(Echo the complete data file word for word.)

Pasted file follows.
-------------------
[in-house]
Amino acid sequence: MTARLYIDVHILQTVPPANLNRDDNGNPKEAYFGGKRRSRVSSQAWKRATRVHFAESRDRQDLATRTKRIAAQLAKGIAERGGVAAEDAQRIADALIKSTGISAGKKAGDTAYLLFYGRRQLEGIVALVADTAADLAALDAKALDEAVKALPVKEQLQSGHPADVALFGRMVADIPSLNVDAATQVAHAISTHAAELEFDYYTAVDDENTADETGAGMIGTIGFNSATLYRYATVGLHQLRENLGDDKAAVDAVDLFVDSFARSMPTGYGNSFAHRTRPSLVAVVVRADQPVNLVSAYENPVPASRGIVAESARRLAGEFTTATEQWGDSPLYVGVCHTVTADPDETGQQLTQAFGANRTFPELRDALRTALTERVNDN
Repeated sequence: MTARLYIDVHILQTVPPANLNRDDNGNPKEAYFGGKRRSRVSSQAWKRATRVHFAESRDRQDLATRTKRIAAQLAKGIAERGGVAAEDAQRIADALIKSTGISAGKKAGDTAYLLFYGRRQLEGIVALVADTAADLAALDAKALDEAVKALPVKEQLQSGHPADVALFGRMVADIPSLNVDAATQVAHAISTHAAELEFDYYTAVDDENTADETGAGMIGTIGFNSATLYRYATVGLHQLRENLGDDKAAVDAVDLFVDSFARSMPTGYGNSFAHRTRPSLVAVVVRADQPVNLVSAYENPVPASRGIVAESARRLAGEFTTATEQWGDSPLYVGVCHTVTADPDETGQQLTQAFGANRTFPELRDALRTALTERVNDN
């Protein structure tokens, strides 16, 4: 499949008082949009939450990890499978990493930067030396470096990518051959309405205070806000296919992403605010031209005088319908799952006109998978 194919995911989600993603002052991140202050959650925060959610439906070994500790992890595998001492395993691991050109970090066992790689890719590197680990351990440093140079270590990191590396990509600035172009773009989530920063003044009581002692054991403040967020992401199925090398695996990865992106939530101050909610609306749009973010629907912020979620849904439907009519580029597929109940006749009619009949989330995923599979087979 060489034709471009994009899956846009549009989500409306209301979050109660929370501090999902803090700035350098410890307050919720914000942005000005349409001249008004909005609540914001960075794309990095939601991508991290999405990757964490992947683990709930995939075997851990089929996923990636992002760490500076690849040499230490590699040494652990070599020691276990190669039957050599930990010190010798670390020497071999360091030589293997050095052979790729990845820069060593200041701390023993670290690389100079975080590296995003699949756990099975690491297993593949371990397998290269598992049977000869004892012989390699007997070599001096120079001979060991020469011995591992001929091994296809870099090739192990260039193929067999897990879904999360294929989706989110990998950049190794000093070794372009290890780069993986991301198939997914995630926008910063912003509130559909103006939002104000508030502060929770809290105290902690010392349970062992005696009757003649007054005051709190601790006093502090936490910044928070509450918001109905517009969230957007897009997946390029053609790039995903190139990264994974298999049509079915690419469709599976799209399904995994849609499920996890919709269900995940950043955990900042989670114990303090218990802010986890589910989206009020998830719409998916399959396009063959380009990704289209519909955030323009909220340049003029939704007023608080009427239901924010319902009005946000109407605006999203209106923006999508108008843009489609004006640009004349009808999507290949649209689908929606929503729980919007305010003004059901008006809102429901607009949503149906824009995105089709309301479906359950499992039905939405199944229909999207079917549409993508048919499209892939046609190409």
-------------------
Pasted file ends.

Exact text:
[in-house]
Amino acid sequence: MTARLYIDVHILQTVPPANLNRDDNGNPKEAYFGGKRRSRVSSQAWKRATRVHFAESRDRQDLATRTKRIAAQLAKGIAERGGVAAEDAQRIADALIKSTGISAGKKAGDTAYLLFYGRRQLEGIVALVADTAADLAALDAKALDEAVKALPVKEQLQSGHPADVALFGRMVADIPSLNVDAATQVAHAISTHAAELEFDYYTAVDDENTADETGAGMIGTIGFNSATLYRYATVGLHQLRENLGDDKAAVDAVDLFVDSFARSMPTGYGNSFAHRTRPSLVAVVVRADQPVNLVSAYENPVPASRGIVAESARRLAGEFTTATEQWGDSPLYVGVCHTVTADPDETGQQLTQAFGANRTFPELRDALRTALTERVNDN
Repeated sequence: MTARLYIDVHILQTVPPANLNRDDNGNPKEAYFGGKRRSRVSSQAWKRATRVHFAESRDRQDLATRTKRIAAQLAKGIAERGGVAAEDAQRIADALIKSTGISAGKKAGDTAYLLFYGRRQLEGIVALVADTAADLAALDAKALDEAVKALPVKEQLQSGHPADVALFGRMVADIPSLNVDAATQVAHAISTHAAELEFDYYTAVDDENTADETGAGMIGTIGFNSATLYRYATVGLHQLRENLGDDKAAVDAVDLFVDSFARSMPTGYGNSFAHRTRPSLVAVVVRADQPVNLVSAYENPVPASRGIVAESARRLAGEFTTATEQWGDSPLYVGVCHTVTADPDETGQQLTQAFGANRTFPELRDALRTALTERVNDN
């Protein structure tokens, strides 16, 4: 499949008082949009939450990890499978990493930067030396470096990518051959309405205070806000296919992403605010031209005088319908799952006109998978 194919995911989600993603002052991140202050959650925060959610439906070994500790992890595998001492395993691991050109970090066992790689890719590197680990351990440093140079270590990191590396990509600035172009773009989530920063003044009581002692054991403040967020992401199925090398695996990865992106939530101050909610609306749009973010629907912020979620849904439907009519580029597929109940006749009619009949989330995923599979087979 060489034709471009994009899956846009549009989500409306209301979050109660929370501090999902803090700035350098410890307050919720914000942005000005349409001249008004909005609540914001960075794309990095939601991508991290999405990757964490992947683990709930995939075997851990089929996923990636992002760490500076690849040499230490590699040494652990070599020691276990190669039957050599930990010190010798670390020497071999360091030589293997050095052979790729990845820069060593200041701390023993670290690389100079975080590296995003699949756990099975690491297993593949371990397998290269598992049977000869004892012989390699007997070599001096120079001979060991020469011995591992001929091994296809870099090739192990260039193929067999897990879904999360294929989706989110990998950049190794000093070794372009290890780069993986991301198939997914995630926008910063912003509130559909103006939002104000508030502060929770809290105290902690010392349970062992005696009757003649007054005051709190601790006093502090936490910044928070509450918001109905517009969230957007897009997946390029053609790039995903190139990264994974298999049509079915690419469709599976799209399904995994849609499920996890919709269900995940950043955990900042989670114990303090218990802010986890589910989206009020998830719409998916399959396009063959380009990704289209519909955030323009909220340049003029939704007023608080009427239901924010319902009005946000109407605006999203209106923006999508108008843009489609004006640009004349009808999507290949649209689908929606929503729980919007305010003004059901008006809102429901607009949503149906824009995105089709309301479906359950499992039905939405199944229909999207079917549409993508048919499209892939046609190409």